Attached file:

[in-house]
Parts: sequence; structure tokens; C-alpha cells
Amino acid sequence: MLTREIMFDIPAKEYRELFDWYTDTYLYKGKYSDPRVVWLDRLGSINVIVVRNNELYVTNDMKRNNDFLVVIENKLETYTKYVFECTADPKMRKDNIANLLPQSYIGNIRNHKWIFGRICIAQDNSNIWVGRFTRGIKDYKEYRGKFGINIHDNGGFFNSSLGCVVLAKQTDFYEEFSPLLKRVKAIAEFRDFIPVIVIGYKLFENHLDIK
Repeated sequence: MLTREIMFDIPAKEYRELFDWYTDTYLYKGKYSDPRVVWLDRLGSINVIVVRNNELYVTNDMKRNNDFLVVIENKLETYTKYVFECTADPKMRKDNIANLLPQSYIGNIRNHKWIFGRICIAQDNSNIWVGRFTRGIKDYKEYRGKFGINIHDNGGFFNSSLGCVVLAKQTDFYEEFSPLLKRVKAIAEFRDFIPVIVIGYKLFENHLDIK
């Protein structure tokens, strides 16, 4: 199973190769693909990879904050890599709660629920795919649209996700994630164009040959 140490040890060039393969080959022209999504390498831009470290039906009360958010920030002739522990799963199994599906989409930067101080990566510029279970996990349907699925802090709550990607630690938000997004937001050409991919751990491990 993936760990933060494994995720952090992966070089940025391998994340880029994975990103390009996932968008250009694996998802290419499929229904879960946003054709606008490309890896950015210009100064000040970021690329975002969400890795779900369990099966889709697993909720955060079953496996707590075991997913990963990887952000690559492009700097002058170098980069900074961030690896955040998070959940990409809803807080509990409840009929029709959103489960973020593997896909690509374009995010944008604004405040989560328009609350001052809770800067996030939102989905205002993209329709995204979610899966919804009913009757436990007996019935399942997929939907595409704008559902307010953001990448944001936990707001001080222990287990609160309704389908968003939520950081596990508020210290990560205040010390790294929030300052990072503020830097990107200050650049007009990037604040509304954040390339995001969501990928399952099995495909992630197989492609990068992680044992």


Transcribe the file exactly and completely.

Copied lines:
[in-house]
Parts: sequence; structure tokens; C-alpha cells
Amino acid sequence: MLTREIMFDIPAKEYRELFDWYTDTYLYKGKYSDPRVVWLDRLGSINVIVVRNNELYVTNDMKRNNDFLVVIENKLETYTKYVFECTADPKMRKDNIANLLPQSYIGNIRNHKWIFGRICIAQDNSNIWVGRFTRGIKDYKEYRGKFGINIHDNGGFFNSSLGCVVLAKQTDFYEEFSPLLKRVKAIAEFRDFIPVIVIGYKLFENHLDIK
Repeated sequence: MLTREIMFDIPAKEYRELFDWYTDTYLYKGKYSDPRVVWLDRLGSINVIVVRNNELYVTNDMKRNNDFLVVIENKLETYTKYVFECTADPKMRKDNIANLLPQSYIGNIRNHKWIFGRICIAQDNSNIWVGRFTRGIKDYKEYRGKFGINIHDNGGFFNSSLGCVVLAKQTDFYEEFSPLLKRVKAIAEFRDFIPVIVIGYKLFENHLDIK
């Protein structure tokens, strides 16, 4: 199973190769693909990879904050890599709660629920795919649209996700994630164009040959 140490040890060039393969080959022209999504390498831009470290039906009360958010920030002739522990799963199994599906989409930067101080990566510029279970996990349907699925802090709550990607630690938000997004937001050409991919751990491990 993936760990933060494994995720952090992966070089940025391998994340880029994975990103390009996932968008250009694996998802290419499929229904879960946003054709606008490309890896950015210009100064000040970021690329975002969400890795779900369990099966889709697993909720955060079953496996707590075991997913990963990887952000690559492009700097002058170098980069900074961030690896955040998070959940990409809803807080509990409840009929029709959103489960973020593997896909690509374009995010944008604004405040989560328009609350001052809770800067996030939102989905205002993209329709995204979610899966919804009913009757436990007996019935399942997929939907595409704008559902307010953001990448944001936990707001001080222990287990609160309704389908968003939520950081596990508020210290990560205040010390790294929030300052990072503020830097990107200050650049007009990037604040509304954040390339995001969501990928399952099995495909992630197989492609990068992680044992």